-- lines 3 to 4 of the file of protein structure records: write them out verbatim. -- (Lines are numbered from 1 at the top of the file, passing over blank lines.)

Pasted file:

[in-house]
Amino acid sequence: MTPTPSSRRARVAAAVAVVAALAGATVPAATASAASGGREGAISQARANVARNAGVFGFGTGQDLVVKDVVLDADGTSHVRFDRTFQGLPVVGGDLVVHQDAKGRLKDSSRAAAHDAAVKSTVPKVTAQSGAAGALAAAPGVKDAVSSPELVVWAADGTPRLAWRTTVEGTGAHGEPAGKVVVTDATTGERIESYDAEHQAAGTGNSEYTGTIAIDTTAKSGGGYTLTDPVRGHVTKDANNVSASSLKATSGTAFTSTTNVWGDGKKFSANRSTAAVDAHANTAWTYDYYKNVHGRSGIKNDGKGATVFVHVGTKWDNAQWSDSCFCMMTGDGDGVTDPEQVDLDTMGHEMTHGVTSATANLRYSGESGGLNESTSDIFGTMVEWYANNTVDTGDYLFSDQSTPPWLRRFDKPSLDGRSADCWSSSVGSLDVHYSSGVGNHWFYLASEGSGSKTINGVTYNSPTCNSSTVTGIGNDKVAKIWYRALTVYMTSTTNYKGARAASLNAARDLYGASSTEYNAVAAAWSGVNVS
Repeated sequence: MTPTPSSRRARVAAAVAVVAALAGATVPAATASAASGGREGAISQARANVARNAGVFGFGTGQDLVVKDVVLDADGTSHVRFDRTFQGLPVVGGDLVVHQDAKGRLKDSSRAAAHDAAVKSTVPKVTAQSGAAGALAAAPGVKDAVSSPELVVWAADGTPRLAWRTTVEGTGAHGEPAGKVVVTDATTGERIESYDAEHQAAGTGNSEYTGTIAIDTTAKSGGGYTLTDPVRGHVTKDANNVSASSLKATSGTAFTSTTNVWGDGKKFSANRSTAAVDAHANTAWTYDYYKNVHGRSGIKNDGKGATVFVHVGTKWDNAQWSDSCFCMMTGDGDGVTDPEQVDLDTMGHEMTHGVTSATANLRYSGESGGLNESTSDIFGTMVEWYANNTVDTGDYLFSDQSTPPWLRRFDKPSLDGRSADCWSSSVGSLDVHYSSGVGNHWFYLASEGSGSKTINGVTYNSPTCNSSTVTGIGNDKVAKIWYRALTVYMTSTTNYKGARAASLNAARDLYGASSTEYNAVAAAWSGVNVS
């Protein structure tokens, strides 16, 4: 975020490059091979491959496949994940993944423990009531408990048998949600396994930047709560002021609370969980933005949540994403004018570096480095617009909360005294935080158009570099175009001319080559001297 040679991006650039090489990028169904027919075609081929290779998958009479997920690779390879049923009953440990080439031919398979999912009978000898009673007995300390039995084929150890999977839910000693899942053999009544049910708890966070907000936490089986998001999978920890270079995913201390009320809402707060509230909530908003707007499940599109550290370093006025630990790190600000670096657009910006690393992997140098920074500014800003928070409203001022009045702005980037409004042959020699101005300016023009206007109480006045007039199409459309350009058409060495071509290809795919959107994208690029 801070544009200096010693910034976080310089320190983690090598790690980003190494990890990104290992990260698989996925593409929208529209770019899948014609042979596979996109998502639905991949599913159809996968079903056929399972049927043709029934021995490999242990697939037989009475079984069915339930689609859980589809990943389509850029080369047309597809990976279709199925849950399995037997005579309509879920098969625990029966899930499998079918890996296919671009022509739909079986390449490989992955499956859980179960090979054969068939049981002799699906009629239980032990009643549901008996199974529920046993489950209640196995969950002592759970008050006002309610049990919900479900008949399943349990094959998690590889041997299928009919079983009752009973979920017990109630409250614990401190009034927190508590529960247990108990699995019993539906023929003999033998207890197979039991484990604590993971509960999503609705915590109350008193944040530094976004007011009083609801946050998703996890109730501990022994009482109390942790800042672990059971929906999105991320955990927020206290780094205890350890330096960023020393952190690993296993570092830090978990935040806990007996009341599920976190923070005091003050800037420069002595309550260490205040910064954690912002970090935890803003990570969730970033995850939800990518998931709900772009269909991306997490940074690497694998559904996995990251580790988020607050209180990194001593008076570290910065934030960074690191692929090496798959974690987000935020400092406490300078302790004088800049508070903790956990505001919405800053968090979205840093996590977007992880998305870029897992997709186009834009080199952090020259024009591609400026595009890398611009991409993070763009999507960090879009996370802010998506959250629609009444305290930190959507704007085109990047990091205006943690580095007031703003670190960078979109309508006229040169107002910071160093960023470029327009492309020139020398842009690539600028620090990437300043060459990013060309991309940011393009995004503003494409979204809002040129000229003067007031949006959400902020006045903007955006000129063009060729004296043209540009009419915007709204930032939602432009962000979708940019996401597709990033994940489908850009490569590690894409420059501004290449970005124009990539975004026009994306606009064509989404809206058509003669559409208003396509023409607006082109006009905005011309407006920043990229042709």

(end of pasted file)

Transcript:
Repeated sequence: MTPTPSSRRARVAAAVAVVAALAGATVPAATASAASGGREGAISQARANVARNAGVFGFGTGQDLVVKDVVLDADGTSHVRFDRTFQGLPVVGGDLVVHQDAKGRLKDSSRAAAHDAAVKSTVPKVTAQSGAAGALAAAPGVKDAVSSPELVVWAADGTPRLAWRTTVEGTGAHGEPAGKVVVTDATTGERIESYDAEHQAAGTGNSEYTGTIAIDTTAKSGGGYTLTDPVRGHVTKDANNVSASSLKATSGTAFTSTTNVWGDGKKFSANRSTAAVDAHANTAWTYDYYKNVHGRSGIKNDGKGATVFVHVGTKWDNAQWSDSCFCMMTGDGDGVTDPEQVDLDTMGHEMTHGVTSATANLRYSGESGGLNESTSDIFGTMVEWYANNTVDTGDYLFSDQSTPPWLRRFDKPSLDGRSADCWSSSVGSLDVHYSSGVGNHWFYLASEGSGSKTINGVTYNSPTCNSSTVTGIGNDKVAKIWYRALTVYMTSTTNYKGARAASLNAARDLYGASSTEYNAVAAAWSGVNVS
């Protein structure tokens, strides 16, 4: 975020490059091979491959496949994940993944423990009531408990048998949600396994930047709560002021609370969980933005949540994403004018570096480095617009909360005294935080158009570099175009001319080559001297 040679991006650039090489990028169904027919075609081929290779998958009479997920690779390879049923009953440990080439031919398979999912009978000898009673007995300390039995084929150890999977839910000693899942053999009544049910708890966070907000936490089986998001999978920890270079995913201390009320809402707060509230909530908003707007499940599109550290370093006025630990790190600000670096657009910006690393992997140098920074500014800003928070409203001022009045702005980037409004042959020699101005300016023009206007109480006045007039199409459309350009058409060495071509290809795919959107994208690029 801070544009200096010693910034976080310089320190983690090598790690980003190494990890990104290992990260698989996925593409929208529209770019899948014609042979596979996109998502639905991949599913159809996968079903056929399972049927043709029934021995490999242990697939037989009475079984069915339930689609859980589809990943389509850029080369047309597809990976279709199925849950399995037997005579309509879920098969625990029966899930499998079918890996296919671009022509739909079986390449490989992955499956859980179960090979054969068939049981002799699906009629239980032990009643549901008996199974529920046993489950209640196995969950002592759970008050006002309610049990919900479900008949399943349990094959998690590889041997299928009919079983009752009973979920017990109630409250614990401190009034927190508590529960247990108990699995019993539906023929003999033998207890197979039991484990604590993971509960999503609705915590109350008193944040530094976004007011009083609801946050998703996890109730501990022994009482109390942790800042672990059971929906999105991320955990927020206290780094205890350890330096960023020393952190690993296993570092830090978990935040806990007996009341599920976190923070005091003050800037420069002595309550260490205040910064954690912002970090935890803003990570969730970033995850939800990518998931709900772009269909991306997490940074690497694998559904996995990251580790988020607050209180990194001593008076570290910065934030960074690191692929090496798959974690987000935020400092406490300078302790004088800049508070903790956990505001919405800053968090979205840093996590977007992880998305870029897992997709186009834009080199952090020259024009591609400026595009890398611009991409993070763009999507960090879009996370802010998506959250629609009444305290930190959507704007085109990047990091205006943690580095007031703003670190960078979109309508006229040169107002910071160093960023470029327009492309020139020398842009690539600028620090990437300043060459990013060309991309940011393009995004503003494409979204809002040129000229003067007031949006959400902020006045903007955006000129063009060729004296043209540009009419915007709204930032939602432009962000979708940019996401597709990033994940489908850009490569590690894409420059501004290449970005124009990539975004026009994306606009064509989404809206058509003669559409208003396509023409607006082109006009905005011309407006920043990229042709």